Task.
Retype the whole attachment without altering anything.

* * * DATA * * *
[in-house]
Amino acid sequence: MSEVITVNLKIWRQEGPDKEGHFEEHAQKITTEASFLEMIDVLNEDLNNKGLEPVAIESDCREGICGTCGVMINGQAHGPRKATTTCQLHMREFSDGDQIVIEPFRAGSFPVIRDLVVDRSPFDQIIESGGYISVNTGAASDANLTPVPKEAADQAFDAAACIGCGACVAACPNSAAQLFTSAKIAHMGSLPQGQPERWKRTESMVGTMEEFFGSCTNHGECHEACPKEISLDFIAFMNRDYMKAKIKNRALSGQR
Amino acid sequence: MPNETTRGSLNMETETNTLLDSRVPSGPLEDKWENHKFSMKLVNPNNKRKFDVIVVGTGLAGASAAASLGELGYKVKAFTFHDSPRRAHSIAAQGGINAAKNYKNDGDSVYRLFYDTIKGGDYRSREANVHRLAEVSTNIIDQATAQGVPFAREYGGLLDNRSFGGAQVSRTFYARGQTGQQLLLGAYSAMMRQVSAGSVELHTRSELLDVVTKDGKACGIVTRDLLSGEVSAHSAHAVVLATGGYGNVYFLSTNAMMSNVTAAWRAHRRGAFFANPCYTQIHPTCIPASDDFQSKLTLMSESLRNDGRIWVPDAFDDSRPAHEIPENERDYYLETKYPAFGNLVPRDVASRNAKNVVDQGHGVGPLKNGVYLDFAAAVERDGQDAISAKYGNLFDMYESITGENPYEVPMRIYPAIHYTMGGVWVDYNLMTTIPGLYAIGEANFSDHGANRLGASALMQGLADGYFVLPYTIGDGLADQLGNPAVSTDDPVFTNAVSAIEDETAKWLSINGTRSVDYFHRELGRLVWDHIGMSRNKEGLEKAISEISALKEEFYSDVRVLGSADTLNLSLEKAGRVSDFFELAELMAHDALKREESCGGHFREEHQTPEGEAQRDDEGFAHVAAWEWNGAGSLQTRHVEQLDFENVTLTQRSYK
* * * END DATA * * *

[in-house]
Amino acid sequence: MSEVITVNLKIWRQEGPDKEGHFEEHAQKITTEASFLEMIDVLNEDLNNKGLEPVAIESDCREGICGTCGVMINGQAHGPRKATTTCQLHMREFSDGDQIVIEPFRAGSFPVIRDLVVDRSPFDQIIESGGYISVNTGAASDANLTPVPKEAADQAFDAAACIGCGACVAACPNSAAQLFTSAKIAHMGSLPQGQPERWKRTESMVGTMEEFFGSCTNHGECHEACPKEISLDFIAFMNRDYMKAKIKNRALSGQR
Amino acid sequence: MPNETTRGSLNMETETNTLLDSRVPSGPLEDKWENHKFSMKLVNPNNKRKFDVIVVGTGLAGASAAASLGELGYKVKAFTFHDSPRRAHSIAAQGGINAAKNYKNDGDSVYRLFYDTIKGGDYRSREANVHRLAEVSTNIIDQATAQGVPFAREYGGLLDNRSFGGAQVSRTFYARGQTGQQLLLGAYSAMMRQVSAGSVELHTRSELLDVVTKDGKACGIVTRDLLSGEVSAHSAHAVVLATGGYGNVYFLSTNAMMSNVTAAWRAHRRGAFFANPCYTQIHPTCIPASDDFQSKLTLMSESLRNDGRIWVPDAFDDSRPAHEIPENERDYYLETKYPAFGNLVPRDVASRNAKNVVDQGHGVGPLKNGVYLDFAAAVERDGQDAISAKYGNLFDMYESITGENPYEVPMRIYPAIHYTMGGVWVDYNLMTTIPGLYAIGEANFSDHGANRLGASALMQGLADGYFVLPYTIGDGLADQLGNPAVSTDDPVFTNAVSAIEDETAKWLSINGTRSVDYFHRELGRLVWDHIGMSRNKEGLEKAISEISALKEEFYSDVRVLGSADTLNLSLEKAGRVSDFFELAELMAHDALKREESCGGHFREEHQTPEGEAQRDDEGFAHVAAWEWNGAGSLQTRHVEQLDFENVTLTQRSYK